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Super Precedent or Too Big to Lose

July 18, 2017

It was difficult to sit through all the sanctimonious claims of doing law by adhering to precedent by a succession of Supreme Court nominees and then read its decision in BNSF R. CO. v. Tyrrell in which the Court overruled International Shoe v. State of Washington. Senators have been grilling the nominees for years about adherence to precedent. We heard about ordinary precedent, long standing precedent, and precedent that has been used and cited numerous times.

International Shoe was decided in 1945 by legendary justices. Chief Justice Harlan Fiske Stone wrote the opinion. He was joined by Justices Douglas and Frankfurter, as well as justices Reed, Murphy, Rutledge and Burton who are less well known to the general public. There were no dissents. Justice Hugo Black concurred on the ground that the attack on the jurisdiction of the State of Washington was so frivolous it should have been dismissed out of hand. Justice Jackson was a member of the Court but recused himself and took no part. Effectively it was unanimous.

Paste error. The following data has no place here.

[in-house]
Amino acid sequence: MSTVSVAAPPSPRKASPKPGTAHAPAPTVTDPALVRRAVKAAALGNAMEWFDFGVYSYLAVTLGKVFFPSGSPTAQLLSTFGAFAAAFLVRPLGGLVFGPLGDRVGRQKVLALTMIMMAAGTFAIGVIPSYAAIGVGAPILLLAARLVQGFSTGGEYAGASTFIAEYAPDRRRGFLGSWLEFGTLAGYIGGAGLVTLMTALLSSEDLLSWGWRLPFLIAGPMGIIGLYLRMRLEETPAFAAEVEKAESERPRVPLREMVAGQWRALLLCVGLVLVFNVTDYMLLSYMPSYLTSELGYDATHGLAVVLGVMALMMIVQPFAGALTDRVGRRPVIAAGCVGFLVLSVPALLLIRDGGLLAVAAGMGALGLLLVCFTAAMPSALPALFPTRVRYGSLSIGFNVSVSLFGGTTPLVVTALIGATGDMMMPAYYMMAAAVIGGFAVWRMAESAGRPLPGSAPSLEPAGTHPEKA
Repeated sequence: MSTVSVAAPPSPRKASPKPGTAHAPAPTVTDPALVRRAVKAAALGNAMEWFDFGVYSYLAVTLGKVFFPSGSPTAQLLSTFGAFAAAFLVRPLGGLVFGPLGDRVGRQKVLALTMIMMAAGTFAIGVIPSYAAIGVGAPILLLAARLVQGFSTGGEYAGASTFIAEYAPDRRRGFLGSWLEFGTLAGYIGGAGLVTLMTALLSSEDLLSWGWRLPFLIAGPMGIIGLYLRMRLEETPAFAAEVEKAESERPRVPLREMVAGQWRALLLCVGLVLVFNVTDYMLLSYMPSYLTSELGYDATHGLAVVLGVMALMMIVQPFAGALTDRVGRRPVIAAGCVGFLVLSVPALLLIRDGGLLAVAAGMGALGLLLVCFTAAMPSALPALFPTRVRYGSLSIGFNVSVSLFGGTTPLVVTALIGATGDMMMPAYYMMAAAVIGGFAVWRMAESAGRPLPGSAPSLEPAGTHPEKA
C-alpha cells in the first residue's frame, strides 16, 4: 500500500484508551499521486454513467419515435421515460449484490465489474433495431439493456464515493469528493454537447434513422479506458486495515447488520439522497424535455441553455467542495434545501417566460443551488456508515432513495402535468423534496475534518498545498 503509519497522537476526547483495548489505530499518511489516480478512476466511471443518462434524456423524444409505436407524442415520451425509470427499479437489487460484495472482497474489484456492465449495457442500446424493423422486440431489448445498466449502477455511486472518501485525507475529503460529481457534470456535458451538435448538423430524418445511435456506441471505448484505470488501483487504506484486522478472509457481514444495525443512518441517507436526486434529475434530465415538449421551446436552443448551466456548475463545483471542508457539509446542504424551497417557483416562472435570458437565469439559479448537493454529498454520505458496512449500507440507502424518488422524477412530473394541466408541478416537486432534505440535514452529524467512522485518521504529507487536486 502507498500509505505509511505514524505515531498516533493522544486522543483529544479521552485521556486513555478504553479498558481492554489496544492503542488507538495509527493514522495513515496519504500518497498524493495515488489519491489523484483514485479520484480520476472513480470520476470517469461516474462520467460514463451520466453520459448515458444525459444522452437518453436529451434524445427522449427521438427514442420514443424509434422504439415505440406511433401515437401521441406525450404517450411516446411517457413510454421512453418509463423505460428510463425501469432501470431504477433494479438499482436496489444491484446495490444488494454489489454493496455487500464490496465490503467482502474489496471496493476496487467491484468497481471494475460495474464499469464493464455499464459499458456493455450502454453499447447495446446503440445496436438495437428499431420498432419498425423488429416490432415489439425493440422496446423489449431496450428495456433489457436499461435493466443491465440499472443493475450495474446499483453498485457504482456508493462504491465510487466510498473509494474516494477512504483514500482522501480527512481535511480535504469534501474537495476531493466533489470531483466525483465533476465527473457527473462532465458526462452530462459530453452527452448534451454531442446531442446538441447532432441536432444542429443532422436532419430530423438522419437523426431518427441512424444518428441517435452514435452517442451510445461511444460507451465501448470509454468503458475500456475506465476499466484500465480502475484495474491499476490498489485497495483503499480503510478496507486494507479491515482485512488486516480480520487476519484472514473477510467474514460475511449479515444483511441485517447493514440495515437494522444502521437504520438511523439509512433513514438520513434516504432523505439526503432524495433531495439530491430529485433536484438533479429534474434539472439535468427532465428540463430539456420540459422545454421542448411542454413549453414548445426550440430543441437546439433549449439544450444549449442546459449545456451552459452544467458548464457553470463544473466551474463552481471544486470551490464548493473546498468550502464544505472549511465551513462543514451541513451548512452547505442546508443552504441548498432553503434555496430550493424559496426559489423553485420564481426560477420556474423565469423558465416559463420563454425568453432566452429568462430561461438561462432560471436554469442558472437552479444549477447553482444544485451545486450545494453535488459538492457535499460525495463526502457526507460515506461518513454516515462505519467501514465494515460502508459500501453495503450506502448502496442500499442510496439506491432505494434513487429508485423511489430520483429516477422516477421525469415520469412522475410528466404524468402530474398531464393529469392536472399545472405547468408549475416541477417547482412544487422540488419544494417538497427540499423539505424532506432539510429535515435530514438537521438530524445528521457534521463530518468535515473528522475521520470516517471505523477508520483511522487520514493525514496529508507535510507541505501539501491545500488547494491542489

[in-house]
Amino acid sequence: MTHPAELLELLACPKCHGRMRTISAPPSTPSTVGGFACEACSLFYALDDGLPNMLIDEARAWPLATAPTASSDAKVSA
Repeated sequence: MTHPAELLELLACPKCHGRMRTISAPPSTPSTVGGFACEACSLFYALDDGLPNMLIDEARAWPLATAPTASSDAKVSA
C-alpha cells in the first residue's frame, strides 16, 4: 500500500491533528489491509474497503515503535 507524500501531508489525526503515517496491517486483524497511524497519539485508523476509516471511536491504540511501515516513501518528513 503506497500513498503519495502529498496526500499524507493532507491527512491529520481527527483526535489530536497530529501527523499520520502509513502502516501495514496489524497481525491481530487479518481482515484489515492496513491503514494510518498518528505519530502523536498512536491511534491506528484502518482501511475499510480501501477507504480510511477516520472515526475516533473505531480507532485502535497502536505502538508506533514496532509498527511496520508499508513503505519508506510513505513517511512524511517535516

If ever a case was used and relied on it was International Shoe. Lexis, a legal database reported that International Shoe had been cited by nearly 22,000 judicial decisions at all levels of the American legal system, plus some 13,000 other sources. It showed no negative treatment.

International Shoe provided that companies could be sued either where the claim arose or where they did sufficient business to make it fair to sue them there.

Montana’s Supreme Court held that the defendant corporation could be sued in Montana “because it has over 2,000 miles of railroad track and employs more than 2,000 workers in Montana.” It other words, the company is quite busy in Montana. But the U.S. Supreme Court held that the corporation could only be sued at its home office.

In their freshman year, law students are drilled on International Shoe. Endless pages in textbooks are devoted to International Shoe. A pretty important decision indeed. But the Roberts Court didn’t like it.